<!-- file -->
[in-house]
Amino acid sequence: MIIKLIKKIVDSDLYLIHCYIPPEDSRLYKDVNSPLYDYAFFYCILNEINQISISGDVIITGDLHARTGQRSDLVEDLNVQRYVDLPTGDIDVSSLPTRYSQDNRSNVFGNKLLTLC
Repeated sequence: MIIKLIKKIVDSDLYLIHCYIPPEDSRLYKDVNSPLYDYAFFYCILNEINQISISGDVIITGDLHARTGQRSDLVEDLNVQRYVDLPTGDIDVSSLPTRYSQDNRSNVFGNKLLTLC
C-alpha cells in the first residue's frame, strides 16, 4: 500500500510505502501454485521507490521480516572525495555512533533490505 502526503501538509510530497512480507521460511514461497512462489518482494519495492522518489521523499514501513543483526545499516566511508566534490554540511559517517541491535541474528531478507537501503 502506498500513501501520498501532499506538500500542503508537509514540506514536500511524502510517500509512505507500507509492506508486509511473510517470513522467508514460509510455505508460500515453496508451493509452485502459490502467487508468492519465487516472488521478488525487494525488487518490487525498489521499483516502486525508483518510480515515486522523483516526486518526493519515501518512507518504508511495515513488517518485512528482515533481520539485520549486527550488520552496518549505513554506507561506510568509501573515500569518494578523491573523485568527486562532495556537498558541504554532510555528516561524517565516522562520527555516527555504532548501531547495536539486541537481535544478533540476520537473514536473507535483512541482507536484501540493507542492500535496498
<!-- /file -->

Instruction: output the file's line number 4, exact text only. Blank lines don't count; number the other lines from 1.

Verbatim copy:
C-alpha cells in the first residue's frame, strides 16, 4: 500500500510505502501454485521507490521480516572525495555512533533490505 502526503501538509510530497512480507521460511514461497512462489518482494519495492522518489521523499514501513543483526545499516566511508566534490554540511559517517541491535541474528531478507537501503 502506498500513501501520498501532499506538500500542503508537509514540506514536500511524502510517500509512505507500507509492506508486509511473510517470513522467508514460509510455505508460500515453496508451493509452485502459490502467487508468492519465487516472488521478488525487494525488487518490487525498489521499483516502486525508483518510480515515486522523483516526486518526493519515501518512507518504508511495515513488517518485512528482515533481520539485520549486527550488520552496518549505513554506507561506510568509501573515500569518494578523491573523485568527486562532495556537498558541504554532510555528516561524517565516522562520527555516527555504532548501531547495536539486541537481535544478533540476520537473514536473507535483512541482507536484501540493507542492500535496498